Digitally signed malware is a fast-growing threat that is aimed at bypassing whitelisting and sandboxing security controls, say security researchers.
“We found 1.2 million pieces of new signed malware in the last quarter alone,” said David Marcus, director of advanced research and threat intelligence at McAfee.
This is malware that is signed using legitimate digital certificates that have not been stolen or forged, but acquired from certificate authorities (CAs) or their sub-contractors, he said.
Analysis of McAfee’s malware database revealed that the most commonly abused certificates, by volume, are issued by Thawte, Comodo and Verisign, he told attendees of McAfee Focus 2013 in Las Vegas.
“Attackers know that whitelisting and sandboxing security controls let through anything with a legitimate digital certificate, so that is what they do for their malware,” Marcus told Computer Weekly.
This can be addressed, at least partially, by subscribing to a CA reputation service, said James Wolfe, chief security engineer ePO at Lockheed Martin.
But there is no quick fix for this problem so businesses need to be aware they can no longer assume that digitally signed software is safe, said Marcus,.
The only way to solve this properly is for security companies and CAs to work closely together to ensure that any certificates being abused by malware writers are identified and revoked quickly, he said.
In the meantime, said Wolfe, information security professionals should not trust any new binary, even if it is signed, and should run all new binaries through a sandbox to check they are not malicious.
Digitally signed malware threat growing fast
The threat is big and growing rapidly. McAfee research has found that signed malware accounted for only 1.3% of all new malware in 2010, but increased to 2.9% in 2011 and 6.6% in 2012.
“These were big jumps of 136% and 393%,” said Marcus, and the pace is only accelerating. In just the first nine months of 2013, signed malware was up 20% on the figure for the whole of 2012.
The fastest growth has been in digitally signed Android malware that accounts for 24% of all digitally signed malware, compared with just 5.2% for PC malware.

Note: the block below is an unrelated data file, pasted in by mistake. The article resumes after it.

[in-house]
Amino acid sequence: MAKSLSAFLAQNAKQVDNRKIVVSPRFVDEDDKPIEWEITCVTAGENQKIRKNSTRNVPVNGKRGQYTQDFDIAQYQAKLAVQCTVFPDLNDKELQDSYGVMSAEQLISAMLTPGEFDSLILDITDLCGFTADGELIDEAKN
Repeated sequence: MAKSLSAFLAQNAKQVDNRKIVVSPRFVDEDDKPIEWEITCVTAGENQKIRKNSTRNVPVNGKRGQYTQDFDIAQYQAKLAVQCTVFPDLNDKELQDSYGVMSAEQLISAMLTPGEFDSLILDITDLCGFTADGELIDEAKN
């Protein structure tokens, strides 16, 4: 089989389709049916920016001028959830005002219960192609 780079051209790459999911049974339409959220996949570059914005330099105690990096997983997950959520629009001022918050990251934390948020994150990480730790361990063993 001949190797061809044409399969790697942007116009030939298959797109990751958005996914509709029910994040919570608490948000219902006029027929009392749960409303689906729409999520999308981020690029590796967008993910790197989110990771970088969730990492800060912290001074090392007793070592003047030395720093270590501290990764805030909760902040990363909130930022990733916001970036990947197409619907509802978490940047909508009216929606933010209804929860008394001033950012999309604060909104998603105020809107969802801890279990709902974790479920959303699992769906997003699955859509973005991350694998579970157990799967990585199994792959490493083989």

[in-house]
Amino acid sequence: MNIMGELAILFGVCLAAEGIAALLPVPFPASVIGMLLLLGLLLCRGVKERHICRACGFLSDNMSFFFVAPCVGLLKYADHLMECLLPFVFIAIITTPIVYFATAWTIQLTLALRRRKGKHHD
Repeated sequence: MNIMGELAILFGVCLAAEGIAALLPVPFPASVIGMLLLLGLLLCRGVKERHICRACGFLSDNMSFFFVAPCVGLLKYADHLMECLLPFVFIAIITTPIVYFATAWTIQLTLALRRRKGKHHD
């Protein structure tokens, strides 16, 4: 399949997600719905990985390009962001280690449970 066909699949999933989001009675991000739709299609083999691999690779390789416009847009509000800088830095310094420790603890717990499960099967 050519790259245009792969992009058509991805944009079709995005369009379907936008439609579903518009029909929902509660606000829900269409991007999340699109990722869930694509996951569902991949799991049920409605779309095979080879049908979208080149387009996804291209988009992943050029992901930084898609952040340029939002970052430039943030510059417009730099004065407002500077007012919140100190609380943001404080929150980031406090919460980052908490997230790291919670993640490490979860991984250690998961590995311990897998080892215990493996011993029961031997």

“From 2010 to 2011, signed Android malware shot up by 1,412%,” said Marcus.
As a security measure, all Android apps need to be signed before they are allowed in the app store. “To get around this, malware writers are simply getting digital certificates for their malware,” he said.
Digitally signing malware means that it can fly under the radar of most organisations using whitelisting technology.
“This strategy gives a new meaning to the term advanced persistent threat (APT),” said Wolfe. “It enables sniper rifle targeting.”
In the light of this discovery, businesses need to realise that signed files are not necessarily any safer than other files and plan accordingly, said Marcus.
“It is important to take control of device policy settings and apps,” he said.
Marcus also advises that security practitioners understand the limitations of sandboxing and whitelisting technologies and take that into account.
“Businesses using whitelisting should ensure they have the ability to revoke certificates on a daily basis, if necessary,” he said.
Longer term, he said the research around signed malware has great potential and future security products are likely include certificate reputation as a means for identifying potential malware.
“Short term, large organisations may even want to consider setting up an internal CA so they can sign all the code they are running,” said Marcus.
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